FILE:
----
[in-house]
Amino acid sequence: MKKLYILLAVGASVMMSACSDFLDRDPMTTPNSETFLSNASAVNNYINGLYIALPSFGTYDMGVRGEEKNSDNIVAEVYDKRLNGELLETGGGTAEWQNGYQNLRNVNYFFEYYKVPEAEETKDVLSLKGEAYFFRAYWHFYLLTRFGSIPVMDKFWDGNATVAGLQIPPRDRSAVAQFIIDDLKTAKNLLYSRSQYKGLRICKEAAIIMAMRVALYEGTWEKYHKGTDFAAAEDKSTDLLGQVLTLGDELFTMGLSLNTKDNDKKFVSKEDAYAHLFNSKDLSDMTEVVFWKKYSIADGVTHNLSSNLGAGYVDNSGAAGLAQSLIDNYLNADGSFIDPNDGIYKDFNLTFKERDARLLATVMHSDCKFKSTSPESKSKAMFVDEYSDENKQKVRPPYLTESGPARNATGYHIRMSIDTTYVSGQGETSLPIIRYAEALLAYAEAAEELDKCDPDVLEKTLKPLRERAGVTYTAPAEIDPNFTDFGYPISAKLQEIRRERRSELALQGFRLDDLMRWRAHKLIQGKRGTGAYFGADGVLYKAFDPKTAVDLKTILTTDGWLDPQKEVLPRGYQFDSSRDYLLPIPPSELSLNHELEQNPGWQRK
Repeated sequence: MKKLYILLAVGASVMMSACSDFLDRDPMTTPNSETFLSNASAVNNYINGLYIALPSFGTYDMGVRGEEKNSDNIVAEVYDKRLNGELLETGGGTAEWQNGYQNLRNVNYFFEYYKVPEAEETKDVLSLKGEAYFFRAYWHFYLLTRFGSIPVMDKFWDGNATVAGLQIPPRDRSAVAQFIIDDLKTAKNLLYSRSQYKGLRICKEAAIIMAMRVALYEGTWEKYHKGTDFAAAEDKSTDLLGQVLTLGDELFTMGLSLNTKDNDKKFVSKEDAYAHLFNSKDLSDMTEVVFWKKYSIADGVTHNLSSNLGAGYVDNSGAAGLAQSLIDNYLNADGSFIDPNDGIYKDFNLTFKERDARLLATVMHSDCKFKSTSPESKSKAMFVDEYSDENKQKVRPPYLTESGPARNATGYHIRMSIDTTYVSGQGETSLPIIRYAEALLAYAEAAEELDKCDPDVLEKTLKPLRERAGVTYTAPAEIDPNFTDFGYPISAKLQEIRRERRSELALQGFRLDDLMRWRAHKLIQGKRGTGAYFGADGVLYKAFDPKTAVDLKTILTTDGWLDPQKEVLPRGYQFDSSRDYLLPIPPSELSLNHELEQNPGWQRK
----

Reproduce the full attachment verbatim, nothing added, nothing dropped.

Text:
[in-house]
Amino acid sequence: MKKLYILLAVGASVMMSACSDFLDRDPMTTPNSETFLSNASAVNNYINGLYIALPSFGTYDMGVRGEEKNSDNIVAEVYDKRLNGELLETGGGTAEWQNGYQNLRNVNYFFEYYKVPEAEETKDVLSLKGEAYFFRAYWHFYLLTRFGSIPVMDKFWDGNATVAGLQIPPRDRSAVAQFIIDDLKTAKNLLYSRSQYKGLRICKEAAIIMAMRVALYEGTWEKYHKGTDFAAAEDKSTDLLGQVLTLGDELFTMGLSLNTKDNDKKFVSKEDAYAHLFNSKDLSDMTEVVFWKKYSIADGVTHNLSSNLGAGYVDNSGAAGLAQSLIDNYLNADGSFIDPNDGIYKDFNLTFKERDARLLATVMHSDCKFKSTSPESKSKAMFVDEYSDENKQKVRPPYLTESGPARNATGYHIRMSIDTTYVSGQGETSLPIIRYAEALLAYAEAAEELDKCDPDVLEKTLKPLRERAGVTYTAPAEIDPNFTDFGYPISAKLQEIRRERRSELALQGFRLDDLMRWRAHKLIQGKRGTGAYFGADGVLYKAFDPKTAVDLKTILTTDGWLDPQKEVLPRGYQFDSSRDYLLPIPPSELSLNHELEQNPGWQRK
Repeated sequence: MKKLYILLAVGASVMMSACSDFLDRDPMTTPNSETFLSNASAVNNYINGLYIALPSFGTYDMGVRGEEKNSDNIVAEVYDKRLNGELLETGGGTAEWQNGYQNLRNVNYFFEYYKVPEAEETKDVLSLKGEAYFFRAYWHFYLLTRFGSIPVMDKFWDGNATVAGLQIPPRDRSAVAQFIIDDLKTAKNLLYSRSQYKGLRICKEAAIIMAMRVALYEGTWEKYHKGTDFAAAEDKSTDLLGQVLTLGDELFTMGLSLNTKDNDKKFVSKEDAYAHLFNSKDLSDMTEVVFWKKYSIADGVTHNLSSNLGAGYVDNSGAAGLAQSLIDNYLNADGSFIDPNDGIYKDFNLTFKERDARLLATVMHSDCKFKSTSPESKSKAMFVDEYSDENKQKVRPPYLTESGPARNATGYHIRMSIDTTYVSGQGETSLPIIRYAEALLAYAEAAEELDKCDPDVLEKTLKPLRERAGVTYTAPAEIDPNFTDFGYPISAKLQEIRRERRSELALQGFRLDDLMRWRAHKLIQGKRGTGAYFGADGVLYKAFDPKTAVDLKTILTTDGWLDPQKEVLPRGYQFDSSRDYLLPIPPSELSLNHELEQNPGWQRK